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Ivey announces grants to support troopers, abuse victims

Last week, Alabama Gov. Kay Ivey announced a flurry of grants aimed at an array of beneficiaries, including Alabama State Troopers and domestic abuse victims across the southern portion of the state.

Ivey announced Thursday that her office had awarded $87,665 to four south Alabama to provide services to victims of domestic violence and sexual assault while adhering to the protocols and procedures put in place as a result of the ongoing COVID-pandemic.

The grant was funded through the Coronavirus Aid, Relief and Economic Security (CARES) Act and is intended to ensure that abuse victims continue to receive needed support services, such as medical assistance, legal counsel and more.

“Situations created by the COVID-19 pandemic have in some instances resulted in an increase of domestic violence and certainly have an impact on the ways assistance is provided to victims,” Ivey said in a press release. “I am thankful for these funds that will enable these agencies to make victims aware of available services and encourage them to take advantage of offered assistance.”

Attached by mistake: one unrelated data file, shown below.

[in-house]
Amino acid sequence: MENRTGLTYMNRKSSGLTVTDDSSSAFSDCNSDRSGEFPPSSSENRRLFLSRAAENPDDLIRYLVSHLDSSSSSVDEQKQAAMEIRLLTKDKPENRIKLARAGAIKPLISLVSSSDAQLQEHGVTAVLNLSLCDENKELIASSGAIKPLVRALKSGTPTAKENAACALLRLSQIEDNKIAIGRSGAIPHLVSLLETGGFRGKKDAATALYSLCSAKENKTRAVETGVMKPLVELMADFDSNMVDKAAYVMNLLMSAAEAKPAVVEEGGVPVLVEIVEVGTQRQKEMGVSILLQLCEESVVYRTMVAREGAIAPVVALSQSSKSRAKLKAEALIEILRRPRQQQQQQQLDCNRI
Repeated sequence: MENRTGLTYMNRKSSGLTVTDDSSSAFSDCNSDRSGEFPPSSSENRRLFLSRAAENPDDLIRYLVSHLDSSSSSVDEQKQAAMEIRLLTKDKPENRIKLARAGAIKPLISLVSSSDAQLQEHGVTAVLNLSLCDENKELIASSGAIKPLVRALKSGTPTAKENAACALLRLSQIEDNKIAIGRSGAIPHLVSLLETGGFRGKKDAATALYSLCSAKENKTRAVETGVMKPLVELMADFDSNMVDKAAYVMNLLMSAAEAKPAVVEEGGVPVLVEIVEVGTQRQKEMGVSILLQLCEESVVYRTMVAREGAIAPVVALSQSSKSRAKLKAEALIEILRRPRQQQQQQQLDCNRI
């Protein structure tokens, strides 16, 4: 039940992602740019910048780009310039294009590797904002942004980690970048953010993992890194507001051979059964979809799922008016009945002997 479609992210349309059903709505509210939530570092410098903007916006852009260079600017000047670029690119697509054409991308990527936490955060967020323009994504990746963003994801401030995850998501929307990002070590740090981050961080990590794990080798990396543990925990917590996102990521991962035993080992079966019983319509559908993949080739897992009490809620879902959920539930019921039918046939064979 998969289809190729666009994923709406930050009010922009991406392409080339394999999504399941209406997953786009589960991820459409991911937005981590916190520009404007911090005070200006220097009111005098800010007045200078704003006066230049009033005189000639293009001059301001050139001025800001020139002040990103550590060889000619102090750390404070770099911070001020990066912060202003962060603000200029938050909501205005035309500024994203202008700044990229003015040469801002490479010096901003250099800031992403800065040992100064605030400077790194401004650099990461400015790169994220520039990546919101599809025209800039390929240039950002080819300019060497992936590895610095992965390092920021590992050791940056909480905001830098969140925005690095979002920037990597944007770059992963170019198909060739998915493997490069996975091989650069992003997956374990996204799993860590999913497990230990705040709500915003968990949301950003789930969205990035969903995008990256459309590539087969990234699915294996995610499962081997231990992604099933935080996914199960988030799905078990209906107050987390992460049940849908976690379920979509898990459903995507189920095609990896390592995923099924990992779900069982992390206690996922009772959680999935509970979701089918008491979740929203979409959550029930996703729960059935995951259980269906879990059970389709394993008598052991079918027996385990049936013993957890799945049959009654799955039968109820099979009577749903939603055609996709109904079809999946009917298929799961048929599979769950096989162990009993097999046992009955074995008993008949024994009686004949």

The Montgomery Area Family Violence Center, also known as the Sunshine Center, was awarded $41,223 to assist in its work across a swath of Black Belt counties, including Dallas, while the Montgomery arm of Legal Services of Alabama was awarded $11979 for service in many of the same counties.

The House of Ruth in Dothan was awarded $16,915 to provide services across the Wiregrass region of the state, as well as a handful of Black Belt Counties, and the Domestic Violence Intervention Center in Opelika was awarded $17,730 to support its work.

The next day, Ivey announced that more than $743,000 had been awarded to the Alabama Law Enforcement Agency (ALEA) to bolster the agency’s efforts to remove impaired drivers from Alabama highways – $400,000 was awarded to ALEA to increase trooper presence across the state and $343,650 was awarded to bolster the agency’s drug recognition program.

“I am proud of the jobs our state troopers do in keeping our highways safe,” Ivey said in a press release. “These grants are additional tools that enable them to perform those duties and ensure that Alabamians arrive at their destinations safely.”

The grant will allow troopers to work overtime and concentrate enforcement in areas shown by data to have high numbers of crashes due to alcohol and speeding, the press release state, while the drug recognition program involves trained officers who can determine whether a stopped driver is under the influence of illegal or prescription drugs.

“Impaired drivers are a danger to others and themselves and should be taken off the road,” said Kenneth Boswell, Director of the Alabama Department of Economic and Community Affairs (ADECA), the agency administering both grants. “ADECA is pleased to join with Gov. Ivey and ALEA to make our highways safer.”